The University reserves the right not to accept any applicant whose qualifications do not meet the standards and requirements of the UC School of Law. These academic policies are also subject to the minimum requirements prescribed by the Legal Education Board.
Every prospective law student must enroll during the prescribed registration period. Detailed instructions on enrollment procedures are found in the relevant enrollment form and are posted on the UC School of Law bulletin board during enrollment period. enrollment is generally not allowed if the necessary credentials are incomplete. enrollment by proxy is also not allowed.
A bona fide law student of the University is one who is duly enrolled – that is, one who has submitted his or her valid credentials, attended classes, and paid his or her fees or made arrangement for payment with the University’s Accounting Department.
CHANGING OF SUBJECTS. During the enrollment period, a law student may, with the approval of the Dean, change subjects or program. Changes, however, are not permitted after the close of the official enrollment period.
WITHDRAWAL FROM SUBJECTS AND PROGRAM. A law student may officially withdraw from his or her subject, even after the close of the enrollment period, upon recommendation by the Dean and with the approval of the Registrar. Withdrawal from subjects is generally not allowed after the midterm examination.
Since failure to officially withdraw when a law student stops attending class results in a grade of Dropped (DR), law students who are contemplating withdrawal from subjects should first consult with the Office of the Dean of School of Law concerning the withdrawal procedure.
Approval for withdrawal shall not be allowed in the following cases:
- If the application is submitted during or after the midterm examination period; or
- If the accumulated number of absences from class takes up 20% of the officially scheduled number of classes.
DROPPING FROM CLASS. Generally, a law student who accumulates at least 20% absences out of the total number of periods/hours of a subject in a semester shall be automatically given a “DR” or “Dropped” in the class record and in the grade sheet.
CROSS-ENROLLMENT. Cross-enrollment is discouraged. However, for valid reasons as determined by and with the written consent of the Dean of the School of Law, and approval of the University Registrar, a law student may be permitted to cross enroll in another law school only if:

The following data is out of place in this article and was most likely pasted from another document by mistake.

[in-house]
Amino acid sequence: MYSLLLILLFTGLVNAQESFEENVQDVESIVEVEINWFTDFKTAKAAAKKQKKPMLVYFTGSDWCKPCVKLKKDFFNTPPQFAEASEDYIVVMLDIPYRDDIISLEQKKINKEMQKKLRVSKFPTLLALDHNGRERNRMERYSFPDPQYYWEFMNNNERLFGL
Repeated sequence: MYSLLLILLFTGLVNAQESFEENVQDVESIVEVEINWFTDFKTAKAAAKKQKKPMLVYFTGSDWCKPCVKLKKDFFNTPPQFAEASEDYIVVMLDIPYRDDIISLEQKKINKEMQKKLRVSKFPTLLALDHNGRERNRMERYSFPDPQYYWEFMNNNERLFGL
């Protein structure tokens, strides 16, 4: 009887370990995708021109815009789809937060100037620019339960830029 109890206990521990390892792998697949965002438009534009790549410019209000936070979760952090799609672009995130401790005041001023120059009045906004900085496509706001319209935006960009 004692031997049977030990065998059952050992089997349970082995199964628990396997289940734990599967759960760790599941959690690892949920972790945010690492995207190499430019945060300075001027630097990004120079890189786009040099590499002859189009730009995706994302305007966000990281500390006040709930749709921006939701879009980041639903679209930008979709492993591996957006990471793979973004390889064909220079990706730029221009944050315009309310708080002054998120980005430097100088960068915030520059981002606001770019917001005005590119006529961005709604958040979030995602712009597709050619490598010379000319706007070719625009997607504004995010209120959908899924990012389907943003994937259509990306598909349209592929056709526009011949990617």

- The subject is not offered at the UC School of Law, is not a Bar Exam subject, or a failed subject at the UC School of Law;
- The applicant is a candidate for graduation during the school year and the course is not offered during that school year in the college or is in conflict with the other subjects;
- The applicant has an average grade of 2.5 during the term immediately preceding the term when cross enrollment is applied for;
- The maximum number of units for which cross-enrollment is ordinarily permitted is six (6) units during the summer term; and
- The student must pass the validating test to be given by the UC School of Law for the cross-enrolled subjects to be credited by the University.
Violation of this rule may cancel the law student’s right to credit for work done in either school or both.
WITHDRAWAL OF ENROLLMENT. A student who will withdraw his enrollment shall fill in a Withdrawal Form and attach his or her study load and student copy of the enrollment form. If the withdrawal is by proxy, the student must present a notarized written authority executed by the enrolled student granting the authority in favor of his or her proxy. The notarized written authority must state the name, address of the proxy, and bear the signatures of both.
STUDENT LOAD. The normal semestral study load is ordinarily prescribed by the School of Law curriculum in which the law student is enrolled. A law student is considered “full time” or carrying a full-load when he or she carries all the subjects prescribed for his or her program during a relevant semester.
ADVANCED SUBJECTS AND BACK SUBJECTS. As a general rule, a law student shall not be permitted to take any advanced subject until he or she has satisfactorily passed the prerequisite subject or subjects. However, the Dean, in his discretion, may allow a student to simultaneously enroll in prerequisite and advanced classes under any of the following circumstances:
- When the prerequisite subject is a repeated subject;
- When the student has superior scholastic standing;
- When the student is graduating at the end of the school year; and
- When the Dean, upon recommendation of the professor concerned, satisfies himself or herself that the student is available to take the prerequisite subject and the subject of which the other subject is a prerequisite simultaneously.
EXCESS OR OVERLOAD. At the discretion of the Dean, a graduating student may be allowed additional subject-loads of not more than six (6) academic units in excess of the normal load prescribed in the curriculum of the School of Law.
During the summer period, a law student may carry a maximum of nine (9) units with no overload whatsoever.